English language can tolerate syntax errors, think of some poems (e.e. cummings)
Python is not so forgiving. If there is a single syntax error anywhere in your program, Python will display an error message and quit, and you will not be able to run your program.
– Runtime errors: Do not appear until after the program has started running. These errors are also called exceptions. Are rare (… and bad).
– Semantic errors:
If there is a semantic error in your program, it will run successfully in the sense that the computer will not generate any error messages, but it will not do the right thing. It will do something else.
The problem is that the program you wrote is not the program you wanted to write. The meaning of the program (its semantics) is wrong.
Identifying semantic errors can be tricky because it requires you to work backward by looking at the output of the program and trying to figure out what it is doing.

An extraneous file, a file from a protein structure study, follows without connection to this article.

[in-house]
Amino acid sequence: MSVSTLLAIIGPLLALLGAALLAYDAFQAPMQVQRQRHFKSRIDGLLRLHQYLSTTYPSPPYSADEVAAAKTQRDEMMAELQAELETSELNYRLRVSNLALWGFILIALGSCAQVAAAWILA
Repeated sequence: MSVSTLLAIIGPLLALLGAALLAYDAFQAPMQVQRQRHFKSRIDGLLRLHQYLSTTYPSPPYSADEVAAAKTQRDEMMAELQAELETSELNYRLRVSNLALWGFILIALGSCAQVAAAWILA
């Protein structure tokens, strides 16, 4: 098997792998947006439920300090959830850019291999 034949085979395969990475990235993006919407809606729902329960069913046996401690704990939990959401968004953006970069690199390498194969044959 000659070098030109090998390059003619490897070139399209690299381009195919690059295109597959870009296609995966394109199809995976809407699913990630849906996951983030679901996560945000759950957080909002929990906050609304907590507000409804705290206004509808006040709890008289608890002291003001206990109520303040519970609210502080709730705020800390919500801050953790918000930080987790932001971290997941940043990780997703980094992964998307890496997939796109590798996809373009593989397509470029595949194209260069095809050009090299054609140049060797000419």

1.3.4) Experimental debugging
In some ways, debugging is like detective work. You are confronted with clues, and you have to infer the process and events that led to the results you see.
Debugging is also like experimental science: Hypothesis (you have an idea of what is going wrong) – Modification (or experiment) – Your hypothesis is either correct (in that case you can predict the result) or wrong (and you have to come with a new idea).
1.4) Formal and natural languages
Natural languages (such as English, Spanish, etc.): evolve naturally, are full of ambiguity (which people deal with by using contractual clues and other information), employ lots of redundancy (as a result, they are often verbose), are full of idiom and metaphor,